My Mother's Ghost
The foreman at the glove factory
gave my father a guinea hen
in trade for a fish knife.
Father kept that chicken as a pet
let it roost in the eaves of the tool shed.
At dusk when he walked through the gate
the hen danced in the dust at his feet
like my mother’s ghost after a hard frost.
The night father was laid off from the knife factory
he wrung the guinea’s neck.
We served supper late that night.
I couldn’t eat.
Father ate his bisquits dipped in blond gravy.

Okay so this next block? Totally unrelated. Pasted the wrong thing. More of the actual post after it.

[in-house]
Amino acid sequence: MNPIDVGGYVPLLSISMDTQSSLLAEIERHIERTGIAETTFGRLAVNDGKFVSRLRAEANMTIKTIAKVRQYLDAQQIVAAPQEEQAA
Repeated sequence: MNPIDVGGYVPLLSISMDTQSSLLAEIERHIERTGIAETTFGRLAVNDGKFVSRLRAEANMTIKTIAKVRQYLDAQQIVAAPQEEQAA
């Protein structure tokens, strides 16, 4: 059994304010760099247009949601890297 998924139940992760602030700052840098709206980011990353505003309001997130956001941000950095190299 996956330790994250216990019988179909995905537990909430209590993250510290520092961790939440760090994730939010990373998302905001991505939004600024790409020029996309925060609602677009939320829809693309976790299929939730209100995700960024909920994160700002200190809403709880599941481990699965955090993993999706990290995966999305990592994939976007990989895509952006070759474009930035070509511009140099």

He told a story about his favorite hound,
how one night the dog ran off for good.
He never told me he was laid off
that night or any other.
He told me when he slit her neck
the guinea spun in the dust at his feet
splattering blood on my mother’s white washed fence.
When he pushed his chair back from the table
the scraping noise reminded me of a trap door
opening in the floor of an empty barn.